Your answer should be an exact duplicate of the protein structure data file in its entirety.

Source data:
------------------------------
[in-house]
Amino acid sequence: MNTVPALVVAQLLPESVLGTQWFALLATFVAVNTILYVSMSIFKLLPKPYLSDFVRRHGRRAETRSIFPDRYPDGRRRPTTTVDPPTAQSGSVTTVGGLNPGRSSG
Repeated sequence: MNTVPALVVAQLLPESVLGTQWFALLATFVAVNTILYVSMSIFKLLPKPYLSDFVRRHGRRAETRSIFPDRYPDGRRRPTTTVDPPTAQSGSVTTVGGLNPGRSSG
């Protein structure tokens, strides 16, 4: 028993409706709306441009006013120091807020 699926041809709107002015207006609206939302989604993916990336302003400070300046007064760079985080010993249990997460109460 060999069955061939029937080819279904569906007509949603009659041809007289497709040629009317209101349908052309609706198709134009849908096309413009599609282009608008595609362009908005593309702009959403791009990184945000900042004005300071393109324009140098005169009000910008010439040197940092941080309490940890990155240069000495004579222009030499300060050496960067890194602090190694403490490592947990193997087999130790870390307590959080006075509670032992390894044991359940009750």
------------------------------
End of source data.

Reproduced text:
[in-house]
Amino acid sequence: MNTVPALVVAQLLPESVLGTQWFALLATFVAVNTILYVSMSIFKLLPKPYLSDFVRRHGRRAETRSIFPDRYPDGRRRPTTTVDPPTAQSGSVTTVGGLNPGRSSG
Repeated sequence: MNTVPALVVAQLLPESVLGTQWFALLATFVAVNTILYVSMSIFKLLPKPYLSDFVRRHGRRAETRSIFPDRYPDGRRRPTTTVDPPTAQSGSVTTVGGLNPGRSSG
């Protein structure tokens, strides 16, 4: 028993409706709306441009006013120091807020 699926041809709107002015207006609206939302989604993916990336302003400070300046007064760079985080010993249990997460109460 060999069955061939029937080819279904569906007509949603009659041809007289497709040629009317209101349908052309609706198709134009849908096309413009599609282009608008595609362009908005593309702009959403791009990184945000900042004005300071393109324009140098005169009000910008010439040197940092941080309490940890990155240069000495004579222009030499300060050496960067890194602090190694403490490592947990193997087999130790870390307590959080006075509670032992390894044991359940009750």